The stock market is a precarious place, but there are ways to put a degree of certainty into the stock purchases you make.
For starters, check your stock purchases with a local brokerage house, either one well known locally and with a good reputation, or with the local branch of a national house. In the early days of your investing, work closely with the broker and observe the materials and sources he uses and the essential points in a stock he looks for. But you cannot rely on any broker to pick out your stocks and sell them for you.
You and only you can do this -- with the advice of a good broker. Possibly when you are locating such a broker you can ask him to tell you of several of his satisfied customers with whom you can talk. Brokers, like other people, sometimes have stocks to unload or are interested in building a market in a stock because they have a lot of it themselves.
You have to guard against being the victim of this type of promotion, and you can do this only by making the ultimate decision to buy or sell yourself, with all the facts at hand and with the advice of the broker. One of the most useful services he will perform for you is to pick out for you from the thousands of stocks traded, a workable number for you to consider. It is a hopeless job for one not used to stock dealing to pick a few stocks out of all those offered.
When you buy, do not buy just one stock. Buy four or five at least. The most sophisticated professional can often do no better than pick seven winners out of ten selected. Suppose he had bought only the wrong three that he thought were right at the time he bought them!
My own system of investing is a simple one and is not based on any rule of purchase. Unless I know a company thoroughly and how much of its stock is out and how much overhanging the market in the form of options or founders' stock, I do not usually invest. I have found that without securing as much inside information about a company as I can, I run a great risk. Inside information comes directly from the management or one step removed from the management. Hearsay information is of little use, particularly that which comes from brokers, unless the broker knows the management and gets his information directly from it.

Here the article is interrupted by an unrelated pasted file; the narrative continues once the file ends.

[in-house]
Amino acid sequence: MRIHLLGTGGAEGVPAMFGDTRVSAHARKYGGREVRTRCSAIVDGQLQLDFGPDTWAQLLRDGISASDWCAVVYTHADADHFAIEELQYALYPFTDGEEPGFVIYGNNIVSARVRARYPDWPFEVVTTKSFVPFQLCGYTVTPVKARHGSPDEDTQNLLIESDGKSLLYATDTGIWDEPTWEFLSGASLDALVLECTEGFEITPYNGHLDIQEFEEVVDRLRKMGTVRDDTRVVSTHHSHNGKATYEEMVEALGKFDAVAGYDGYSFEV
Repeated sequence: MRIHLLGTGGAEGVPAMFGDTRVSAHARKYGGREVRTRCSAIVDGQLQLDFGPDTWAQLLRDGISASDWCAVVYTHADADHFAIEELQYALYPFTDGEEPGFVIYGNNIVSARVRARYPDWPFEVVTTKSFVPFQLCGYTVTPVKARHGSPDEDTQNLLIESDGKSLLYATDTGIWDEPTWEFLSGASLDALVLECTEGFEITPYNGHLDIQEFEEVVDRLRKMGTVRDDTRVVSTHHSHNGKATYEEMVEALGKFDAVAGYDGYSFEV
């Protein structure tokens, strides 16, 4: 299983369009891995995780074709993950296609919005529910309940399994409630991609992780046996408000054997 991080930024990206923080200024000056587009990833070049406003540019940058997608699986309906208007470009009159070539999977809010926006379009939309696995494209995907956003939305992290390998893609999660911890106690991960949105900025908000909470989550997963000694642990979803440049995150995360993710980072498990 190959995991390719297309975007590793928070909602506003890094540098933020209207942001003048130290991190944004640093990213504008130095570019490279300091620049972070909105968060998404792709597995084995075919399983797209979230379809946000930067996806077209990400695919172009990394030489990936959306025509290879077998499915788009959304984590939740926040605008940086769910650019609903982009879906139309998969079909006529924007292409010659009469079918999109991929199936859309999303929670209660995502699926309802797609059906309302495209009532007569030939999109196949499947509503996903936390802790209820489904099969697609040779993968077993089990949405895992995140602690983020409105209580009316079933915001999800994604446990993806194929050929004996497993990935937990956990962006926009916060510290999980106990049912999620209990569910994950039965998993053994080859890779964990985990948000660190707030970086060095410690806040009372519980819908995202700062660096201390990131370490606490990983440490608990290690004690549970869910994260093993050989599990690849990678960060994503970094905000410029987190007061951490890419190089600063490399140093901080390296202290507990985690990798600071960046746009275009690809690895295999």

The exception to the rule concerns cyclical stocks. These are stocks of companies whose well-being depends on the ups and downs of business. Cyclicals are well known and are generally the heavy industries, both producers' goods like machine tools and consumers' goods like automobiles. They feel the effects of recession and depression more than any other industries.
In a recession they fall the most and in a comeback they rise the most. In order to play cyclicals you must watch the trend of business like a hawkthe New York Times Index, the Federal Reserve Index and other measuresand read the business section of the Times, the Wall Street Journal and Business Week, among other periodicals. You cannot hope to get the turning points either at the bottom or at the top, but you can recognize the early stages of a trend when you see them.
New investors might be overwhelmed with the amount of information they must read and absorb to make sure their stock picks stay on top, but all that extra reading pays off. Without the proper information about company earnings, and predictions about when a company might file for bankruptcy or have to defend against a large law suit, investors can be caught completely unawares. In that case, bad things can happen indeed. The informed investor will always have an advantage in the stock market, and after several months, reading the numbers will become second nature to the successful investor.